OJ Simpson questioned over break-in at Las Vegas casino
O J Simpson was named as a suspect last night in a break-in at a Las Vegas casino hotel, putting a bizarre twist on a career that has included being accused – and, notoriously, acquitted – of killing his ex-wife and her friend.
Las Vegas police said they suspected Simpson of breaking into a hotel room at the Palace Station casino and taking some sports memorabilia that he believed to be his. Simpson was taken into questioning, along with several other "associates", and released only after he gave the authorities assurances that he would not attempt to leave town.
Contacted by the Associated Press, he acknowledged going into a hotel room – following a tip-off from an auction house owner he knows – to recover memorabilia from people he characterised as collectors handling stolen goods. He said the incident was a "sting operation". "It's stolen stuff that's mine," he said. "Nobody was roughed up." The police said they were hearing "conflicting stories".
The alleged break-in took place on Thursday night. Simpson, who lives in Florida, had been scheduled to give a deposition yesterday in a bankruptcy case involving his daughter, but told his Miami lawyers he would be out of town. He said he was in Las Vegas for a friend's wedding.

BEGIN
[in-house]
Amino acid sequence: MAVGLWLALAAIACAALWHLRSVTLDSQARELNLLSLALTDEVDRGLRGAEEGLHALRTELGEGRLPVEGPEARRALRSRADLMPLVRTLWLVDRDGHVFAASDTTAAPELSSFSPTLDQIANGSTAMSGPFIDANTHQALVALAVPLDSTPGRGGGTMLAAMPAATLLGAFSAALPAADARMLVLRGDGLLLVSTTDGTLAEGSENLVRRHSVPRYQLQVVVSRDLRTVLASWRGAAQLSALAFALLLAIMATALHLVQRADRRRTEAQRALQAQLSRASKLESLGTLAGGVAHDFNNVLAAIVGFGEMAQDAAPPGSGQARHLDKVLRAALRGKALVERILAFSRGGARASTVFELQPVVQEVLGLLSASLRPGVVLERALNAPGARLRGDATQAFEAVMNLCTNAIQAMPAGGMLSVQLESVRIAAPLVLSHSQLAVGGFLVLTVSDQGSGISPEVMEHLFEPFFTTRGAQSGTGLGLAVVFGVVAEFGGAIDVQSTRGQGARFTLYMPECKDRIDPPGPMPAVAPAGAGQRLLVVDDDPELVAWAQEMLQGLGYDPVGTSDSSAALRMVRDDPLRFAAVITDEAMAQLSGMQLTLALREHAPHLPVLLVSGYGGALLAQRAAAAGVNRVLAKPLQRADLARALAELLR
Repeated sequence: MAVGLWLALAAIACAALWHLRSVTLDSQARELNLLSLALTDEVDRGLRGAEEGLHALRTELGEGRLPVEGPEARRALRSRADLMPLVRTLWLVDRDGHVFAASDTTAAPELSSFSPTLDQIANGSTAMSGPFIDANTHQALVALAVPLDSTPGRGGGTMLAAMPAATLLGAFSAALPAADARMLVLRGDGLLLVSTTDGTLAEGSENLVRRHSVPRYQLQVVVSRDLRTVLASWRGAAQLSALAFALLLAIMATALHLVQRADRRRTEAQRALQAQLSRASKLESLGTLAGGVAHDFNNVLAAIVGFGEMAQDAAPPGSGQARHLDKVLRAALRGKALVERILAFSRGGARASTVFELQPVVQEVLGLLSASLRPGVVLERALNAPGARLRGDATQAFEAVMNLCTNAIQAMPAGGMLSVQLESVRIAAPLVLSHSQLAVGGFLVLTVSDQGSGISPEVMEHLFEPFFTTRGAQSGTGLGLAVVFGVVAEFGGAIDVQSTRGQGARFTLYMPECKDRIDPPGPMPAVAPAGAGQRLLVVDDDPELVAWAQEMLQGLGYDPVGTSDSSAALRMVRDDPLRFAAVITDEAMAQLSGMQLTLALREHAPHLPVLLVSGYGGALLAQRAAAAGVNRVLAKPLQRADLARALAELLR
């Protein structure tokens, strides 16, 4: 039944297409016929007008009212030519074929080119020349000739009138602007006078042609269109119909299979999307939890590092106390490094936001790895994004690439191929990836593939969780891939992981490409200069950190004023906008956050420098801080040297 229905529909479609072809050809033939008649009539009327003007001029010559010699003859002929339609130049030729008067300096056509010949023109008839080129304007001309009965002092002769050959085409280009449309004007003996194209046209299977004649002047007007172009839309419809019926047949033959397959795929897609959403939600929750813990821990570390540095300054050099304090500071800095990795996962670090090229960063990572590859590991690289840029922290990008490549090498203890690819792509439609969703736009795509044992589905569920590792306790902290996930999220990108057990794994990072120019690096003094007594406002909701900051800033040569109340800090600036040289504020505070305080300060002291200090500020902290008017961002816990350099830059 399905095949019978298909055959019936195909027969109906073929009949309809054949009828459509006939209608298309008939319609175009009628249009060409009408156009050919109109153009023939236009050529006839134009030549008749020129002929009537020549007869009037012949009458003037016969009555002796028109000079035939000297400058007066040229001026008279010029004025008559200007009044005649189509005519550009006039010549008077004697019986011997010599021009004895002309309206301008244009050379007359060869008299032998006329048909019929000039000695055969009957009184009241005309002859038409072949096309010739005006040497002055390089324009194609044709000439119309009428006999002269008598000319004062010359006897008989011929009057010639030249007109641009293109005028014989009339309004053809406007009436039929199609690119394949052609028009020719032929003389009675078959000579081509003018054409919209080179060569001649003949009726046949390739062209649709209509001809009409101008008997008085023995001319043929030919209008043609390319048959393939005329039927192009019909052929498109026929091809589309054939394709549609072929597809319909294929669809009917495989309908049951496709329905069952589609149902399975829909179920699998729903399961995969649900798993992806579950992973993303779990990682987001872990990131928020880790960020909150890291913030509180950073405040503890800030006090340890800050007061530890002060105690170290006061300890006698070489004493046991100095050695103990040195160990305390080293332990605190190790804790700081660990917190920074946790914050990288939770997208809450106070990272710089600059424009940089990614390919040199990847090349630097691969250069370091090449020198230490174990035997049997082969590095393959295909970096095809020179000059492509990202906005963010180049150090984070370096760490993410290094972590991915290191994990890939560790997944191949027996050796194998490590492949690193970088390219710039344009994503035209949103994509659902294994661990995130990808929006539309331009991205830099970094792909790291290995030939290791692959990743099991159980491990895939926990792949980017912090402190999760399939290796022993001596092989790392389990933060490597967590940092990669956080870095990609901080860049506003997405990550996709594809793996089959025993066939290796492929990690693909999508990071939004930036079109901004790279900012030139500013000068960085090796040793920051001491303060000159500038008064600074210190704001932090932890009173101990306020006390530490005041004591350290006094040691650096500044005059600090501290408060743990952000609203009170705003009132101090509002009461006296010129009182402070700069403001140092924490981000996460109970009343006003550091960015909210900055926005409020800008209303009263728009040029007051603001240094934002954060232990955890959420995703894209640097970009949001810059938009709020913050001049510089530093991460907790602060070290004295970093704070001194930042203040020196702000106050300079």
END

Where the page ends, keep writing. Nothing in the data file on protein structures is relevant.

Simpson has auctioned off some of his sports memorabilia over the years, ostensibly to meet his legal obligations under the terms of a $33.5m (£16.5m) settlement he owes to the families of the murder victims. He was acquitted of all criminal charges in the murders in 1996, but was found liable for the deaths in civil court a year later.
He has, however, paid out very little money to the families of Nicole Brown Simpson, his ex-wife, and her friend Ron Goldman. He has taken advantage of Florida's indulgent laws on shielding assets to prevent the courts from seizing anything of significant size. Sports memorabilia is one of the very few things he has been forced to give up.
Simpson's involvement in the latest incident comes on the heels of another bizarre development – the decision by Ron Goldman's family to publish a book originally written under Simpson's name in which he plays with the idea of confessing to the murders.
The book, entitled If I Did It, was due to be published last November by Regan Books, an imprint of Rupert Murdoch's HarperCollins publishing empire. Murdoch's Fox television network also recorded a two-part interview special with Simpson.
The book and the television special were cancelled at the last minute, however, after news of the book's impending release provoked an outcry among the bereaved relatives.
Ten months on, however, Ron Goldman's father Fred has obtained the rights and decided to put it out himself, repackaged slightly so it looks like a confession (the word "if" is now barely visible).
Denise Brown, Nicole's sister, says she will never speak to Fred Goldman again.